The issue is that users are stupid. They will remain stupid regardless of what kind of operating system you plunk them in front of, and for my money I'd much rather Microsoft (or antivirus vendors or whomever else) spend their time working to fix actual holes- security flaws that can be exploited without exploiting the vulnerability of the user's stupidity.

Because, to be honest, the security flaw that is the user's intelligence or lack thereof is not something that Microsoft can, or should, fix.

Re:snooze (1)

2nd Post! (213333) | more than 5 years ago | (#24504783)

I suspect it should be possible to create a sandbox within a system that limits the capabilities of userland apps.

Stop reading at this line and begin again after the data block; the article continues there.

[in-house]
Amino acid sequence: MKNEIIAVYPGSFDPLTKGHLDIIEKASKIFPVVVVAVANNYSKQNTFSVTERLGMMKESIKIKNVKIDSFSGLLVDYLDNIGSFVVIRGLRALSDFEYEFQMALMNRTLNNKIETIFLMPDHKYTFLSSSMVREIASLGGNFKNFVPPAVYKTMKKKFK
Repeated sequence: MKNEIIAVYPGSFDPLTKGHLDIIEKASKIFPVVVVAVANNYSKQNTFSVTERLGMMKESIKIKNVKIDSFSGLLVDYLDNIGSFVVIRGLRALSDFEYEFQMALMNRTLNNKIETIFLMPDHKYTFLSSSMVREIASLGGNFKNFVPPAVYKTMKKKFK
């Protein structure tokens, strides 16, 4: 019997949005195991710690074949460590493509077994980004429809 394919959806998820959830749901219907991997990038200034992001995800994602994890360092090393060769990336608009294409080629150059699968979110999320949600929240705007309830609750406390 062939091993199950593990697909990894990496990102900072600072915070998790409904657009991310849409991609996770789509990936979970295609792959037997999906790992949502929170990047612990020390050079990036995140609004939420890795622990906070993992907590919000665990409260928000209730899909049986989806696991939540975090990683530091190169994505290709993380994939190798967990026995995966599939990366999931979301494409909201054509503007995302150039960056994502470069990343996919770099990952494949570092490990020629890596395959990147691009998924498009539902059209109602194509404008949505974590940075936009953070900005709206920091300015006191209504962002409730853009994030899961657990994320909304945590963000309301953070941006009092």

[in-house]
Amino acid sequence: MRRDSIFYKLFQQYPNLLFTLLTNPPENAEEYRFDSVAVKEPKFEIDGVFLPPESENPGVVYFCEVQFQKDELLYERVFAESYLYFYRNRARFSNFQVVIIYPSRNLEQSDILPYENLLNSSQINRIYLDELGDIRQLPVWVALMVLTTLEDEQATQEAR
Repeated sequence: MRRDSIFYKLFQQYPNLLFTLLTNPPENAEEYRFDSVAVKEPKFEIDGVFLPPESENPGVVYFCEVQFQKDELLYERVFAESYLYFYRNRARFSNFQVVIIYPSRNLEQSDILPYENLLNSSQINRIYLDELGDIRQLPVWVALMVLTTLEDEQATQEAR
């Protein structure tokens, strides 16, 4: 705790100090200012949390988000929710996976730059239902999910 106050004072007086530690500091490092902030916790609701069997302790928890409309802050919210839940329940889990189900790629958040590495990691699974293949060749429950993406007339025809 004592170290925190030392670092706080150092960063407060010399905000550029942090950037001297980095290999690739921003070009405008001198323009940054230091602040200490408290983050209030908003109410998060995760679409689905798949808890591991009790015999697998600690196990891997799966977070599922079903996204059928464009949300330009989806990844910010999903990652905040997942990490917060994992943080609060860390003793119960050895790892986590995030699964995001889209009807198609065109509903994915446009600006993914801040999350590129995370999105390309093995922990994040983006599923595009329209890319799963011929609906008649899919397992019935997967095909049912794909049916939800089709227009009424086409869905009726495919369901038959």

In other words instead of a UAC system you have a sandbox where user installed apps live and cannot get out of and the system can monitor these apps and their behaviors for maliciousness.

Re:snooze (2, Insightful)

Atlantis-Rising (857278) | more than 5 years ago | (#24504835)

Sure you could. Some of us do that right now- I have a VM running with a bare-bones Windows XP installation for IE and Firefox.

But this suffers problems. Namely, that if anything from the sandbox can't get out and harm the main system, you... can't get anything out of the sandbox.

The problem, as I said, is that programs run in the user's security context. It's perfectly possible to limit the capability of userland applications, but this does little good from a user's perspective; the user's data also resides in userland, and is the valuable part of the system. They don't really care if the kernel is still working if all their data is hosed.

Ultimately, as long as the user can access their data, so can a hostile program, so long as the user is willing to run it.